Getting Started with Xamarin.Forms with Resources and Styles

Previous posts in this sequence on Getting Started with Xamarin.Forms:
Multi-Targeting in Visual Studio, SDK Versions, MvvmCross, Authenticating with ADAL
Refactoring MvvmCross and Services, Effects, Navigation with MvvmCross
Presentation Attributes in MvvmCross

In this post we’re going to look at how you can adjust the default style for the controls that you use within your Xamarin.Forms application. To get started, let’s look at how you might change the colour of a basic Label – there are a couple of options but all start with setting the TextColor property:

<Label TextColor=”#0F0″ />
<Label TextColor=”#00FF00″ />
<Label TextColor=”Green” />

A lot of applications will have all sorts of layout properties set explicitly in the page XAML. Unfortunately this becomes increasingly hard to manage as the application grows. Imagine having 10+ pages all with the colour of elements set explicitly and then you want to change the theme of the application – this would require going through every element to make sure every colour is correct.

An alternative is to extract various properties into static resources where they can be managed at an application, page or even control level. Let’s look at defining an application resource in the App.xaml file in the UI project.

         <Color x_Key=”FeatureColor”>Green</Color>

In this case we’ve defined a Color resource with a Key of FeatureColor. This can be used anywhere in the application using the Key.

<Label TextColor=”{StaticResource FeatureColor}” />

Extract properties into resources can be done for all sorts of values such as strings, colours, margins etc. Not all resources need to be defined at an application level. Resources can be added to the Resources dictionary of a Page or even a control (for example a Grid) – this limits the scope of that resource to the element where the resource is defined, and it’s children. For example, adding a resource to the Resources dictionary of a Page means that the resource is available to all elements on that page but not to elements on other pages within the application.

Note: It may seem simpler to add all resources to the Application Resources dictionary – just be aware that there is a performance cost associated with this as all resources will need to be loaded when the application is started up. Depending on the number and complexity of the resources, this can have a negative impact on the startup time for your application.

Returning to the example of setting the colour of the text of a Label, creating the FeatureColor resource makes it easy to apply the same colour to a number of Label elements and then to be able to change their colour in one place. However, there are two issues here:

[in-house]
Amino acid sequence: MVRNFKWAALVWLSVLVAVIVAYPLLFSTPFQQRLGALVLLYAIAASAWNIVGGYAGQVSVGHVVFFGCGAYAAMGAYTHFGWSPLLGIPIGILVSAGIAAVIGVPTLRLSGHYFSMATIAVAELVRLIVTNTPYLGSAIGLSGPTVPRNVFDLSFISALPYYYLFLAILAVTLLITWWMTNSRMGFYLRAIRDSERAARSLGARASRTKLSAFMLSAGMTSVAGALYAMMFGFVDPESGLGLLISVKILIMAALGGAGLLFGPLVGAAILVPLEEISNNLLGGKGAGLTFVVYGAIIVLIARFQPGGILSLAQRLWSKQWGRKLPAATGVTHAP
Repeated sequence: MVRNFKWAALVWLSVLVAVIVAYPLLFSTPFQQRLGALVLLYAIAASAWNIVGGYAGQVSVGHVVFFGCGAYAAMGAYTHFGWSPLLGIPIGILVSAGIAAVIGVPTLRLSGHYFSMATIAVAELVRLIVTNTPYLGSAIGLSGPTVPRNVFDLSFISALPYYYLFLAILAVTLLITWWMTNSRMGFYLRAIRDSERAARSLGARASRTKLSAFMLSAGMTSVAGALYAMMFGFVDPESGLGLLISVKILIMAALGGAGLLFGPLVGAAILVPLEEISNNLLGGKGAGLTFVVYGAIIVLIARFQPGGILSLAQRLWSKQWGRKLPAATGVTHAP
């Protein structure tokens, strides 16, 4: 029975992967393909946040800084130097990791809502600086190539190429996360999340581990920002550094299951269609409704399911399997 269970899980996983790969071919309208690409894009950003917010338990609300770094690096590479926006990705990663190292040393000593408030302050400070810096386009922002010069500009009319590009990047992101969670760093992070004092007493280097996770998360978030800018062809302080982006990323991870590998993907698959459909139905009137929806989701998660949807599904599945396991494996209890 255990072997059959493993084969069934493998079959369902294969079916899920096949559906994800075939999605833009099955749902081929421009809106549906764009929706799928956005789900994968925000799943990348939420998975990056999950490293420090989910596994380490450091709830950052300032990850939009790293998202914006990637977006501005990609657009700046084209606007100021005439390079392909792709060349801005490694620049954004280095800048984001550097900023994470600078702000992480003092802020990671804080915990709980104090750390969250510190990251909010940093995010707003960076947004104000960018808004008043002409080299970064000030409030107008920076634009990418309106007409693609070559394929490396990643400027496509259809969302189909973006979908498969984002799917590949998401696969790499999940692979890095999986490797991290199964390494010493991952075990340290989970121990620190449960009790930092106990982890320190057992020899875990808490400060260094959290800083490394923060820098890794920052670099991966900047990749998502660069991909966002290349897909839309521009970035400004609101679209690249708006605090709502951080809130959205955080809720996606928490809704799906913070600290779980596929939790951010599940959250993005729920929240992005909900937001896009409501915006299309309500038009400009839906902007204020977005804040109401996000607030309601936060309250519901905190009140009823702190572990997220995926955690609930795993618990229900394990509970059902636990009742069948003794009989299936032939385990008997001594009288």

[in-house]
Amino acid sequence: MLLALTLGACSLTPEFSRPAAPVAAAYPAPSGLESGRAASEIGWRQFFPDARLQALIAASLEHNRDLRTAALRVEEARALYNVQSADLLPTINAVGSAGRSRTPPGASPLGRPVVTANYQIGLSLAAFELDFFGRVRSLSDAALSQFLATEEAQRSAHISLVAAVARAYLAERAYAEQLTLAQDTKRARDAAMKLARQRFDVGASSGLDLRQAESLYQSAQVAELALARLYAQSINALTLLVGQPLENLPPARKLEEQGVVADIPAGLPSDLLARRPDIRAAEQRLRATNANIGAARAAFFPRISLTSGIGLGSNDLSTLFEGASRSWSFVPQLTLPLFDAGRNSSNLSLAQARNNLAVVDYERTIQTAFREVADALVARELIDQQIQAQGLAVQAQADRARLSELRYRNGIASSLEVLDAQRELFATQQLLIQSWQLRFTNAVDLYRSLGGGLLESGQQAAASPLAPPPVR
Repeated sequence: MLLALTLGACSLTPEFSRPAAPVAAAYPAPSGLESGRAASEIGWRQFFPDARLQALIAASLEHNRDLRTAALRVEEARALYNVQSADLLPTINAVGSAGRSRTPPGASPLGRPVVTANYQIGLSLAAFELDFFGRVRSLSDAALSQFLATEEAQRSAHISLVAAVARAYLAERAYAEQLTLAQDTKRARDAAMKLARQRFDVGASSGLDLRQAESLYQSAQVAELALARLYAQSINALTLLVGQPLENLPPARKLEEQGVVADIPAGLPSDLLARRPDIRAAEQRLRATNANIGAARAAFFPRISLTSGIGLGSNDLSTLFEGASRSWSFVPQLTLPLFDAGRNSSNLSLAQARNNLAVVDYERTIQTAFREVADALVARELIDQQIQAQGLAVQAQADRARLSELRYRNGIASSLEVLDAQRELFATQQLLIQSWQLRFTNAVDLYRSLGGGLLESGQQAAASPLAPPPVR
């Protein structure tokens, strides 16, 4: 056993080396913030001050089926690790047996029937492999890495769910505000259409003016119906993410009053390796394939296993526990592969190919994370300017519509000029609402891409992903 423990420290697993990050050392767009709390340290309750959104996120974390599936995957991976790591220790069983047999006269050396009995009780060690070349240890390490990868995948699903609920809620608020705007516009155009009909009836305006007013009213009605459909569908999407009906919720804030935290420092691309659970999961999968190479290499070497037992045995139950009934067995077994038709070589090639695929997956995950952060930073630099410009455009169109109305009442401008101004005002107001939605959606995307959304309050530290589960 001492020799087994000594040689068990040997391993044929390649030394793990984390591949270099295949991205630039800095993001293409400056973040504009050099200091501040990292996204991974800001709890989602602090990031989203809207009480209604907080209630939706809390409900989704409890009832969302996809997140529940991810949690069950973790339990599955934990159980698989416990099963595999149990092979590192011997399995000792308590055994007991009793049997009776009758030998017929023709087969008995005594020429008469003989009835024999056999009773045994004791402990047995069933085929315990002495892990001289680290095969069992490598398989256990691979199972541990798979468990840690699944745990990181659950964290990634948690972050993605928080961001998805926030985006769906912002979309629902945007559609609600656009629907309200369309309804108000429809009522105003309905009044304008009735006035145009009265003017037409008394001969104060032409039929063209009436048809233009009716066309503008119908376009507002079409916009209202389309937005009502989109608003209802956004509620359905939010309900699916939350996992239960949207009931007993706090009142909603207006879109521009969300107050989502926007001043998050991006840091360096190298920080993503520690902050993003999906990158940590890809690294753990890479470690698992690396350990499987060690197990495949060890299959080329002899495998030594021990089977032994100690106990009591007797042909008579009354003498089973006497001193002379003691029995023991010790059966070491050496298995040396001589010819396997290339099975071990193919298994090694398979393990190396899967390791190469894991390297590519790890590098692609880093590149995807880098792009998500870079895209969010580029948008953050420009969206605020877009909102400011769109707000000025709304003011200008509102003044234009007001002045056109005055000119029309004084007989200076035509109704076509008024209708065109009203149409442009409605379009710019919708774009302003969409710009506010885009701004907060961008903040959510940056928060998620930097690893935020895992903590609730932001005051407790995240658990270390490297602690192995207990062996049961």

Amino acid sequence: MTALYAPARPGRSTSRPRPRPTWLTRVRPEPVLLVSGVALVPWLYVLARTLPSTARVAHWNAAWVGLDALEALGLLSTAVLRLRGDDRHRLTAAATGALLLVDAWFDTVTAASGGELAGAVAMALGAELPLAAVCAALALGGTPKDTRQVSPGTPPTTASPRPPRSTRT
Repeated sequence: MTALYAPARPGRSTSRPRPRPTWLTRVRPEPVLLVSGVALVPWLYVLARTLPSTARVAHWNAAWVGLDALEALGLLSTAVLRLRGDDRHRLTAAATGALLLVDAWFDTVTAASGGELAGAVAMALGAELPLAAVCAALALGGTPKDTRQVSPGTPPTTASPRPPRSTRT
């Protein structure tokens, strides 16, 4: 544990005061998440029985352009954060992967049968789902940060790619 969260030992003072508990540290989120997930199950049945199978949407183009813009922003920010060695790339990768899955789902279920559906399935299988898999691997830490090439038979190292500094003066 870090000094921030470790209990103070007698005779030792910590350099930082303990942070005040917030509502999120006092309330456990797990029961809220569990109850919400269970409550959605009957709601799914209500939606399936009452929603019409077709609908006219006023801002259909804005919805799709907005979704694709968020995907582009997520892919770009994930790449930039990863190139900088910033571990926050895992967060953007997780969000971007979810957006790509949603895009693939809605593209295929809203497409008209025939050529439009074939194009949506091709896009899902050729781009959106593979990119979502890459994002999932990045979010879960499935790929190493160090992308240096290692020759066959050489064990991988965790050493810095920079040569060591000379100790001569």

– What if we want to be able to set other common properties across all these Label elements? For example, we might want to set FontSize.

– We still have to explicitly set the TextColor on each Label – it would be great if the colour could be set automatically on all Label elements.

The answer to both of these is to define a Style, which you can think of as a collection of property setters, applied by setting the Style property of an element. Let’s start with the first issue where we want to be able to set the FontSize as well as the colour. To do this we’ll create a Style called FeatureLabelStyle, again in the App.xaml so it can be used throughout the application.

<x:Double x_Key=”DefaultLabelFontSize”>24</x:Double>
<Color x_Key=”FeatureColor”>Green</Color>

<Style x_Key=”FeatureLabelStyle” TargetType=”Label”>
     <Setter Property=”TextColor” Value=”{StaticResource FeatureColor}”/>
     <Setter Property=”FontSize” Value=”{StaticResource DefaultLabelFontSize}”/>

Note that we still have a resource called FeatureColor which specifies the colour of the Label, and we have another resource that defines the size to be used for the FontSize. These are combined into the FeatureLabelStyle, which can then be applied by setting the Style property.

<Label Style=”{StaticResource FeatureLabelStyle}” />

Moving now to the second issue, which is how we can apply a Style to all Label elements. Currently the Style we have defined has a Key assigned to it, making it an explicit Style, since the Key has to be used in order to explicitly specify the Style. In order to apply it to all elements we need to define an implicit style, a Style with no Key.

<Style TargetType=”Label” BasedOn=”{StaticResource FeatureLabelStyle}”/>

The implicit Style will be automatically applied by default to all Label elements. Note that we have based the implicit Style on the previously defined explicit style – this is best practice as it means we can take advantage of Style inheritance. For example you might have a base explicit Style that defined the default colour for all Label styles.

And there you have it, a quick overview of using Resources and Styles within your Xamarin.Forms application.

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